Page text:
The problem with REDD though is that it’s a helluva thing to bank on given a few niggly problems essentially revolving around trust. Ah yes, the bugbear of any business transaction. As the carbon credit ‘buyer’ (the company/nation/individual who wishes to offset its carbon output by ‘buying’ the carbon uptake services provided by the intact forest), you’d want to make damn sure that all the money you spend to offset your carbon actually does just that, and that it doesn’t just end up in the hands of some corrupt official, or even worse, used to generate industry that results in even higher emissions! As the buyer, of course you want to entice investors to give you lots of money, and if you bugger up the transaction (by losing the resource you are providing), you’re not likely to have any more investors coming knocking on your door.

Enter the unholy trinity of leakage, permanence and additionality.

This horrible jargon essentially describes the REDD investment problem:

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How to restore a tropical rain forest

6 11 2009

thiakiHere’s a little story for you about how a casual chat over a glass of wine (or many) can lead to great scientific endeavours.

A few years ago I was sitting in the living room of my good friends Noel Preece and Penny van Oosterzee in Darwin chatting about life, the universe, and everything. They rather casually mentioned that they would be selling their environmental consulting company and their house and moving to the Queensland rain forest. Ok – sounded like a pretty hippy thing to do when you’re thinking about ‘retiring’ (only from the normal grindstone, at least). But it wasn’t about the easy life away from it all (ok, partially, perhaps) – they wanted to do something with their reasonably large (181 ha), partially deforested (51-ha paddock) property investment. By ‘something’, I mean science.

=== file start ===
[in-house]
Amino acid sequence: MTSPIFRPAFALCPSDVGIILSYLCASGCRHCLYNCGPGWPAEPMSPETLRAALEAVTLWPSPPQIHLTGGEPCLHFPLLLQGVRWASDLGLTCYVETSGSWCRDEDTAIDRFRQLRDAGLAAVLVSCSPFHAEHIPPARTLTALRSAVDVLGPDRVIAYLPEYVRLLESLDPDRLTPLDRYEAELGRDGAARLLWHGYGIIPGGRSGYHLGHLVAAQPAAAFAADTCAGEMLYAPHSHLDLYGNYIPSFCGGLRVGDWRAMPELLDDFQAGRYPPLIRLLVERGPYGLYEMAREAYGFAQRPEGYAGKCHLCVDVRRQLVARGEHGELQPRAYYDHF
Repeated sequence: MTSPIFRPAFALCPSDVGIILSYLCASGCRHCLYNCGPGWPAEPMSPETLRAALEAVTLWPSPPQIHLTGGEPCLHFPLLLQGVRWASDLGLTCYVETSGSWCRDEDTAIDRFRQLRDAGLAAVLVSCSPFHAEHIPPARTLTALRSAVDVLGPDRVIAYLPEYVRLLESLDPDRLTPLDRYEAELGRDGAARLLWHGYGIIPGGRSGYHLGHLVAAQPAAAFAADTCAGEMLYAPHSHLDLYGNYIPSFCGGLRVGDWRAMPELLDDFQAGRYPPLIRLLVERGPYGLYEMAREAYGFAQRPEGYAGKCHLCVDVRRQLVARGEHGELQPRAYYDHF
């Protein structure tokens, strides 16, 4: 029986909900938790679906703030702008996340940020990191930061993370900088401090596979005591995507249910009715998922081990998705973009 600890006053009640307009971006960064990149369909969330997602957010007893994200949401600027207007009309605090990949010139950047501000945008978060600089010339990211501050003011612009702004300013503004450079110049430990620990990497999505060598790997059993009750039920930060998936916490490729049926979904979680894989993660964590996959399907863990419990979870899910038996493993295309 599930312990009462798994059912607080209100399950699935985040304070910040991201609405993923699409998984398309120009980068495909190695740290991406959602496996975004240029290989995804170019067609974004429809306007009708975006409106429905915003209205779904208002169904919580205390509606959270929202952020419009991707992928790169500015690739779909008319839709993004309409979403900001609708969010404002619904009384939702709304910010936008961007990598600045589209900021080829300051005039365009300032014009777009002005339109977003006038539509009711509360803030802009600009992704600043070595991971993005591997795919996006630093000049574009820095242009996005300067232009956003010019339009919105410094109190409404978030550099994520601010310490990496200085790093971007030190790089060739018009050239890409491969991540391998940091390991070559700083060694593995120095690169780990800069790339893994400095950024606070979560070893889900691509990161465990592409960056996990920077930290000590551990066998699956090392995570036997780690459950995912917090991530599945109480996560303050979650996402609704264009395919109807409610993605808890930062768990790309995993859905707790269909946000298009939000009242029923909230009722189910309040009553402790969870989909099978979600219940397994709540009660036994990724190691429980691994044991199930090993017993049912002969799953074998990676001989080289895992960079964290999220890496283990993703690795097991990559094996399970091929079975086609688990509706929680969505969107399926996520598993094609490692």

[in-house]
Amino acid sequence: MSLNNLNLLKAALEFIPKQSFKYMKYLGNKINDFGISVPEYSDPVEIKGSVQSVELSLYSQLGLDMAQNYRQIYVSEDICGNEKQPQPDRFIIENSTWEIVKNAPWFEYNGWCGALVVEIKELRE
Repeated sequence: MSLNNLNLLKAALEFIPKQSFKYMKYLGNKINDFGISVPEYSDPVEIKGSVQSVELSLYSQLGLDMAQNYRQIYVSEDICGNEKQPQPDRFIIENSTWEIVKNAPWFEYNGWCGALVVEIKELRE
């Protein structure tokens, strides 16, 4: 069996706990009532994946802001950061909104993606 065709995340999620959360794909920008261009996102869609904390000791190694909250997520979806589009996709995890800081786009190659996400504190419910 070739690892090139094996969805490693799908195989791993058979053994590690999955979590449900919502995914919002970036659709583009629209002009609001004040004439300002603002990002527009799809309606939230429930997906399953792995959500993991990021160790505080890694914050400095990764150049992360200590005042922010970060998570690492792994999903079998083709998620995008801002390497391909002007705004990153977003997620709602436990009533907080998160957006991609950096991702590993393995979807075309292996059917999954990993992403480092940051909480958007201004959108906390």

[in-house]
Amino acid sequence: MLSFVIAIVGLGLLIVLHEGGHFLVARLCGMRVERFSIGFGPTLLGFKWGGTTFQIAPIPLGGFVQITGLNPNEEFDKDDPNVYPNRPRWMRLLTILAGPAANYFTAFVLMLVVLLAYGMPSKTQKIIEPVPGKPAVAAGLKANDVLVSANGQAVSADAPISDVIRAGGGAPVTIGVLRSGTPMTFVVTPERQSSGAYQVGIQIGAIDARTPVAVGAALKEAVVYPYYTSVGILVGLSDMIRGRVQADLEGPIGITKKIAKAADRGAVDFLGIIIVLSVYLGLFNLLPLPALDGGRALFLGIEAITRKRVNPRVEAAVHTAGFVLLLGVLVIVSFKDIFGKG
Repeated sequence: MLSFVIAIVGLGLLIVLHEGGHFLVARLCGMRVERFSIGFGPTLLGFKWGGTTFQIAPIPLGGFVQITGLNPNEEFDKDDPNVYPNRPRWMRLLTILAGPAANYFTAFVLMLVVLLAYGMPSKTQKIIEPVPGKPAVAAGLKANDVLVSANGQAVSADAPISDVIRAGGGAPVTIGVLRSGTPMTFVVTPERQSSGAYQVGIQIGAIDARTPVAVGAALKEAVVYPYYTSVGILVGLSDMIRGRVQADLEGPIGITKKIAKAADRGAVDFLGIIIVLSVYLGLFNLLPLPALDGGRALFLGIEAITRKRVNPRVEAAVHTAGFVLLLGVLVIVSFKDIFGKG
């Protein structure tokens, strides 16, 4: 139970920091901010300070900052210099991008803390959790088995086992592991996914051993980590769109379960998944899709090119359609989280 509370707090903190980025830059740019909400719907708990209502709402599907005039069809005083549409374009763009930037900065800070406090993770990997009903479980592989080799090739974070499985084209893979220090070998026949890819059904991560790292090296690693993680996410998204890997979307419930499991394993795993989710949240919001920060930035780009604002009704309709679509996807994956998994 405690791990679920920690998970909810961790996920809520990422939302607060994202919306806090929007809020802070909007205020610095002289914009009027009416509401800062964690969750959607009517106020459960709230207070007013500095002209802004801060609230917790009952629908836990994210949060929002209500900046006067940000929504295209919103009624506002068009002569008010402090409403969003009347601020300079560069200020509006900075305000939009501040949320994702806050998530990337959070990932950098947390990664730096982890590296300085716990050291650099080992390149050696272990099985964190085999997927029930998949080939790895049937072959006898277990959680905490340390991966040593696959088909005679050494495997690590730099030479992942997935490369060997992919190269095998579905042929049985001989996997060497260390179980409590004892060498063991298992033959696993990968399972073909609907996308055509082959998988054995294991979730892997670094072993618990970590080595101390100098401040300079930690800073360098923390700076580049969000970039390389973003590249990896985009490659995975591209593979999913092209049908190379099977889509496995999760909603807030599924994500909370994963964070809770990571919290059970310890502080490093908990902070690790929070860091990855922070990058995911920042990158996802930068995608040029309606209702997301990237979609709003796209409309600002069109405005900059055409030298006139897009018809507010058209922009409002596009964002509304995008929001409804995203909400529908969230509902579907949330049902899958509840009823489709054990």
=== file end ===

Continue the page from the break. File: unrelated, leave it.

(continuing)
So they asked me – how would we go about getting money to investigate the best way to reforest a tropical rain forest? I had no idea. As it turns out, no one really knows how to restore rain forests properly. Sure, planting trees happens a lot, but the random, willy-nilly, unquantified ways in which it is done means that no one can tell you what the biggest biodiversity bang for your buck is, or even if it can compete on the carbon sequestration front.

Why carbon sequestration? Well, in case you’ve had your head up your bum for the last decade, one of the major carbon mitigating schemes going is the offset idea – for every tonne of carbon you emit as a consumer, you (or more commonly, someone else you pay) plant a certain number of trees (because trees need carbon to grow and so suck it out of the atmosphere). Nice idea, but if you deforest native ecosystems just to bash up quick-growing monoculture plantations of (usually) exotic species with little benefit to native biota, biodiversity continues to spiral down the extinction vortex. So, there has to be a happy medium, and there has to be a way to measure it.